Buyer’s Agent’s Real Estate Commissions Could be in Jeopardy in a New Decision in Federal Court
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Recently, a federal jury in the Middle District of Missouri found the National Association of Realtors (“NAR”) and two major real estate brokerages—Keller Willams and HomeServices of America—liable under United States antitrust laws for conspiring to fix prices in the class action lawsuit, Burnett v. NAR, et al. Specifically, the jury found that the Defendants were artificially inflating home prices by requiring a commission to be paid to the buyer’s real estate agent by the seller at closing. The Defendants were ordered to pay $1.78 billion in damages to the 260,000 Plaintiffs who joined the class action. Due to the nature of the dispute, the Defendants could be forced to pay treble damages amounting to over $5.3 billion. While NAR has vowed to appeal the ruling, the decision could have dramatic implications for how realtors, specifically those representing buyers, are compensated.
It has been common practice for decades for real estate agents for both buyers and sellers to be paid their respective commissions at the closing of a real estate transaction by the seller. The commission is typically between 4% – 6% of the total purchase price of the property being sold and is split evenly between the agents. The requirement to pay a commission to the buyer’s agent is typically found within the listing agreement between the listing agent and the seller. Under its Cooperative Compensation Rule, NAR requires listing agents to include a commission fee payable to a buyer’s agent when listing the property for sale on the local multiple listing service (MLS) database. Realtors must be members of NAR and/or the local association of realtors to gain access to the MLS. The MLS provides a much more comprehensive look at a property than other online platforms such as Zillow or Redfin.
The Plaintiffs in Burnett argued that, by requiring a commission paid to a buyer’s agent by the seller, home prices were being kept unfairly high. They further stated that sellers should not be required to pay a buyer’s agent commission because a buyer’s agent is not performing services on behalf of a seller. NAR countered this argument stating that a buyer’s agent provides a service to the seller by bringing a bona fide buyer to the table who is qualified to purchase the property, when such a buyer would be less likely to even know about the property without the buyer’s agent being involved. They also emphasized to the jury that despite claims to the contrary by the Plaintiffs, commissions are always negotiable. The jury was not swayed by NAR’s arguments and found for the Plaintiffs.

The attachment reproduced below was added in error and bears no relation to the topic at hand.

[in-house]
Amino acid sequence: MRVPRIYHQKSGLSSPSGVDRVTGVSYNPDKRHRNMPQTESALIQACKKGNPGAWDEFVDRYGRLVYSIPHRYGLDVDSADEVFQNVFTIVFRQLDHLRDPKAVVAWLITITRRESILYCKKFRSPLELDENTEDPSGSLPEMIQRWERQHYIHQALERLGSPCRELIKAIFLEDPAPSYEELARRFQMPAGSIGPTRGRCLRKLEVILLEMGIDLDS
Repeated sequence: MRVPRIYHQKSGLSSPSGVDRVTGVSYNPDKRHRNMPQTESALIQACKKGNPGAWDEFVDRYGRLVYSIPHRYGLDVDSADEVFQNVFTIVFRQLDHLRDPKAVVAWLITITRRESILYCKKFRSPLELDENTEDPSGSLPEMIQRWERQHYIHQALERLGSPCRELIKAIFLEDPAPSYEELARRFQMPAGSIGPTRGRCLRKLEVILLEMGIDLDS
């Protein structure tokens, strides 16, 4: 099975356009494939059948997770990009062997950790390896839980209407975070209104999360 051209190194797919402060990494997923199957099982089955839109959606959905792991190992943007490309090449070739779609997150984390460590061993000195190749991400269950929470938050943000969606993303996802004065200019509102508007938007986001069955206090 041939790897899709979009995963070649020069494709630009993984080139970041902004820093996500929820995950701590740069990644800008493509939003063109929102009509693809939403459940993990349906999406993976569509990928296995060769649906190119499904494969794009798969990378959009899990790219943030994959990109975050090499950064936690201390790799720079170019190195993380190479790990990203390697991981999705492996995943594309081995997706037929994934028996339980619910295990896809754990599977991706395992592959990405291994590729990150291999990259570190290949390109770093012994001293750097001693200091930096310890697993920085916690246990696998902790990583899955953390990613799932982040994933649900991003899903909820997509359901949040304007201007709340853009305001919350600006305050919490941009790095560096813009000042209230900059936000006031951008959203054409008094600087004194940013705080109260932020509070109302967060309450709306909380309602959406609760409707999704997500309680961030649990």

Potential Effects Moving Forward
While NAR has vowed to appeal the jury’s finding, this decision has no doubt sent shockwaves through the industry. If the buyer’s agent’s commission is no longer paid by the seller, the price of the home will naturally decrease by the same amount. Consumer advocates say that the decision means that there will be more transparency in the negotiation process encouraging more negotiation between buyers and their agents about the size of the commission paid. While listing agents should be able to continue conducting business as usual, buyers may be willing to shop several agents to see who will take a lower commission. If fewer buyers seek out agents, or if they start aggressively negotiating down their fees, buyer-agent earnings could plummet.
Agents are justifiably concerned about how they will be compensated moving forward. As provided above, the compensation model for realtors has been standard for decades. If the ruling in Burnett is upheld and buyer’s agent fees cannot be collected from the seller at closing, the buyer’s agents will have to look to the buyer to pay their fee. Commissions can be sizeable depending on the property sold. Some buyers may not be able to afford the additional closing cost. Will lenders permit an agent’s fee to be rolled into a buyer’s mortgage? Could agents seek to be compensated on an hourly basis rather than a percentage of the purchase price? However this shakes out, realtors and their respective trade associations will have to work together to find a suitable alternative for themselves and for consumers.
It should be noted that a potential dramatic cut in buyer’s agent’s fees will likely have natural negative effects. Paying a very low or flat-rate commission may arguably lead to lower quality of service for the buyer. The old slogan, “you get what you pay for” is just as applicable with realtors as it is with any other professional industry. Agents willing to drastically cut their pay just for the sake of getting a deal may not be incentivized to provide top notch service. A quality buyer’s agent takes care of everything from negotiating the purchase price, handling the scheduling of inspections, negotiating repairs, to reviewing closing documents to ensure the accuracy of same. Will a cut-rate buyer’s agent handle all of these tasks and deal with the litany of additional buyer concerns along the way? It remains to be seen.
Given the decision in Burnett, there is little doubt that the real estate industry is about to undergo major change. Consumers stand to benefit from a price perspective, but it’s possible that the level of service for buyers will decrease if the compensation drastically drops off. No matter what the end result is, it will be incumbent among real estate agents to work towards a compensation model that meets their client’s needs but is also not cost-prohibitive to the party paying the commission.